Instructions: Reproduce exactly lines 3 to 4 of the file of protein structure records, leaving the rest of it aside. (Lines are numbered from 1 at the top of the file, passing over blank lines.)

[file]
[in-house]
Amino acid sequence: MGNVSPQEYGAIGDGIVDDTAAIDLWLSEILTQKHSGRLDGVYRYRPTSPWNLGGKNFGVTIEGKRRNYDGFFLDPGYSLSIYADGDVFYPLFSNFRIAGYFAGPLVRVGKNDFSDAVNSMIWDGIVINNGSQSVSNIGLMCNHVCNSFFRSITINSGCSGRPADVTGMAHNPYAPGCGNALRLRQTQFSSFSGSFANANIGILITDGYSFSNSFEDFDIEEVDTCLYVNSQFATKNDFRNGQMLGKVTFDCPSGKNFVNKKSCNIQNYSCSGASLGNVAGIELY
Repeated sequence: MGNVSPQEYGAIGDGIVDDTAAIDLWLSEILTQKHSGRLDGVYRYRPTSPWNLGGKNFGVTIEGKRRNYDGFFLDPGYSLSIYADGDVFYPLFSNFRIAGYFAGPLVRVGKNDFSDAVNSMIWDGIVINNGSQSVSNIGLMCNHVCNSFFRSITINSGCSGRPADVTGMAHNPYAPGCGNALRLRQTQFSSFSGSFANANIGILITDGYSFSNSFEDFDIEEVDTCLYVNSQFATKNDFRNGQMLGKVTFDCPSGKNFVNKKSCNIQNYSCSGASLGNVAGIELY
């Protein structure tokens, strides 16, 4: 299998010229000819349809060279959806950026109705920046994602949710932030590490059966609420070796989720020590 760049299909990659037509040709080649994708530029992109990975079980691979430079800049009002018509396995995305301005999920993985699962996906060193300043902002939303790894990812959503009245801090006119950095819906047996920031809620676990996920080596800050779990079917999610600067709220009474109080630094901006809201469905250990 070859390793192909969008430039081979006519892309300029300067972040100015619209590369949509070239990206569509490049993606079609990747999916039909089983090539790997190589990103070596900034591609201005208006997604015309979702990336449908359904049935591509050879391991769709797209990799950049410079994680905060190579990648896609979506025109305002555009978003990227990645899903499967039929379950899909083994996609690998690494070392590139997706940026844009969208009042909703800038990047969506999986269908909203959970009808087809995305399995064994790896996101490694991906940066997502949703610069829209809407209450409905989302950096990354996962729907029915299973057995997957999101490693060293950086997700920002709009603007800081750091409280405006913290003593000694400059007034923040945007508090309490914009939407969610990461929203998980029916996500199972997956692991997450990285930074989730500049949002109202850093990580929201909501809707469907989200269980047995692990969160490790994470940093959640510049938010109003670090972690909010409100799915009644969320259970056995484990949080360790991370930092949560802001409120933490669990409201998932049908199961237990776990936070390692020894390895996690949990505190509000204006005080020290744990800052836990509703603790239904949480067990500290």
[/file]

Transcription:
Repeated sequence: MGNVSPQEYGAIGDGIVDDTAAIDLWLSEILTQKHSGRLDGVYRYRPTSPWNLGGKNFGVTIEGKRRNYDGFFLDPGYSLSIYADGDVFYPLFSNFRIAGYFAGPLVRVGKNDFSDAVNSMIWDGIVINNGSQSVSNIGLMCNHVCNSFFRSITINSGCSGRPADVTGMAHNPYAPGCGNALRLRQTQFSSFSGSFANANIGILITDGYSFSNSFEDFDIEEVDTCLYVNSQFATKNDFRNGQMLGKVTFDCPSGKNFVNKKSCNIQNYSCSGASLGNVAGIELY
């Protein structure tokens, strides 16, 4: 299998010229000819349809060279959806950026109705920046994602949710932030590490059966609420070796989720020590 760049299909990659037509040709080649994708530029992109990975079980691979430079800049009002018509396995995305301005999920993985699962996906060193300043902002939303790894990812959503009245801090006119950095819906047996920031809620676990996920080596800050779990079917999610600067709220009474109080630094901006809201469905250990 070859390793192909969008430039081979006519892309300029300067972040100015619209590369949509070239990206569509490049993606079609990747999916039909089983090539790997190589990103070596900034591609201005208006997604015309979702990336449908359904049935591509050879391991769709797209990799950049410079994680905060190579990648896609979506025109305002555009978003990227990645899903499967039929379950899909083994996609690998690494070392590139997706940026844009969208009042909703800038990047969506999986269908909203959970009808087809995305399995064994790896996101490694991906940066997502949703610069829209809407209450409905989302950096990354996962729907029915299973057995997957999101490693060293950086997700920002709009603007800081750091409280405006913290003593000694400059007034923040945007508090309490914009939407969610990461929203998980029916996500199972997956692991997450990285930074989730500049949002109202850093990580929201909501809707469907989200269980047995692990969160490790994470940093959640510049938010109003670090972690909010409100799915009644969320259970056995484990949080360790991370930092949560802001409120933490669990409201998932049908199961237990776990936070390692020894390895996690949990505190509000204006005080020290744990800052836990509703603790239904949480067990500290």